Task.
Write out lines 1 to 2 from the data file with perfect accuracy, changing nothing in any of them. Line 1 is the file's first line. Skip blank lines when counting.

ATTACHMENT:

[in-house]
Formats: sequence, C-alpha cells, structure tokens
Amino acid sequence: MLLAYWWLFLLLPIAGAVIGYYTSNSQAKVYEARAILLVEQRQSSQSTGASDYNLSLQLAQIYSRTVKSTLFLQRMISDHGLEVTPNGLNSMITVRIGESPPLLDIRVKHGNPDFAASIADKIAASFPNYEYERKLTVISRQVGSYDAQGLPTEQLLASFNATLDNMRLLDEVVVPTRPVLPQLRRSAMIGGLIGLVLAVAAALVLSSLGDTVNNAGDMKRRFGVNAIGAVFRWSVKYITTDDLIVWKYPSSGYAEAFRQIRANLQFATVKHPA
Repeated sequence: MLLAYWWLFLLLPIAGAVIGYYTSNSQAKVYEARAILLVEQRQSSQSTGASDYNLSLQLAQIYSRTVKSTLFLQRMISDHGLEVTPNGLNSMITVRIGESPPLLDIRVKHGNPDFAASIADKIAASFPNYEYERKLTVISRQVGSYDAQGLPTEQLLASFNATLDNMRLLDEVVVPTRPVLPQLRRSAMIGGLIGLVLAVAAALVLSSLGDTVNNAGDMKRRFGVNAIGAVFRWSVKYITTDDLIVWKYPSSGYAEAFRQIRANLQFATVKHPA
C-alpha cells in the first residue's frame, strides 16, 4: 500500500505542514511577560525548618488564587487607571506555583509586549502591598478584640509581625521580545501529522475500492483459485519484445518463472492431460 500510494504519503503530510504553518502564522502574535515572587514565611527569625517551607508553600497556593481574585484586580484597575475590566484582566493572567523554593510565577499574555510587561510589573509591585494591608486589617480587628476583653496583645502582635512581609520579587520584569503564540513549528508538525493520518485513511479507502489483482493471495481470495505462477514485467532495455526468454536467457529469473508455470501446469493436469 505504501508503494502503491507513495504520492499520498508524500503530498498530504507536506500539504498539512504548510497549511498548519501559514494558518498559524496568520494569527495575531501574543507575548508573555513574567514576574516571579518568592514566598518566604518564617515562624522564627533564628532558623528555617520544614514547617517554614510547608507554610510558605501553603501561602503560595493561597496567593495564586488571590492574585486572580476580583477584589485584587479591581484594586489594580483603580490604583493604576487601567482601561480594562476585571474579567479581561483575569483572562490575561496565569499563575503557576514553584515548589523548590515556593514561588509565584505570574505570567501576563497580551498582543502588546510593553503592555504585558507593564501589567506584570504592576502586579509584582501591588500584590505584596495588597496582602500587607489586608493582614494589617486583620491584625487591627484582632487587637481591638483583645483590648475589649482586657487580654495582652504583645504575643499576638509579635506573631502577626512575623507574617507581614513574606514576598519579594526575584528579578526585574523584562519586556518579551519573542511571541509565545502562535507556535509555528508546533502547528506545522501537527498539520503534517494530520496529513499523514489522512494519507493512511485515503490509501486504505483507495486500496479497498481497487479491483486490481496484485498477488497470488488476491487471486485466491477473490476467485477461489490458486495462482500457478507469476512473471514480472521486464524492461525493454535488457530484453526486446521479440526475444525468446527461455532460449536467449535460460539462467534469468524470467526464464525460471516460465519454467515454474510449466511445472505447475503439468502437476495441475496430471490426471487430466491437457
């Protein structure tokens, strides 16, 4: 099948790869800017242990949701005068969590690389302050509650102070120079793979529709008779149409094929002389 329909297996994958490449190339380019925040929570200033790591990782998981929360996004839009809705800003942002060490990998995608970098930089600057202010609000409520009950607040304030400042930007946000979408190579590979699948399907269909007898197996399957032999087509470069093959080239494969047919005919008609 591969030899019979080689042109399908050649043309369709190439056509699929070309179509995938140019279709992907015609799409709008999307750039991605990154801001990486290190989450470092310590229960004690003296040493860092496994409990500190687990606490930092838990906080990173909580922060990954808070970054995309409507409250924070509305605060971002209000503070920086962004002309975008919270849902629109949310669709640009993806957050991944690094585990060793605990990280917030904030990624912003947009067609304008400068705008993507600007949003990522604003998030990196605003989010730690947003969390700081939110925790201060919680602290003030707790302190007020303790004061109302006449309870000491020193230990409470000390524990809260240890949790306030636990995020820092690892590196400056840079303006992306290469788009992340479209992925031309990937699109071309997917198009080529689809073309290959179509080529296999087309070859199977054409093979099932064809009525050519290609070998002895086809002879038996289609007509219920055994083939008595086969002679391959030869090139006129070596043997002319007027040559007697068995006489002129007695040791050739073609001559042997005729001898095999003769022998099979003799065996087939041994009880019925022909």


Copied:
[in-house]
Formats: sequence, C-alpha cells, structure tokens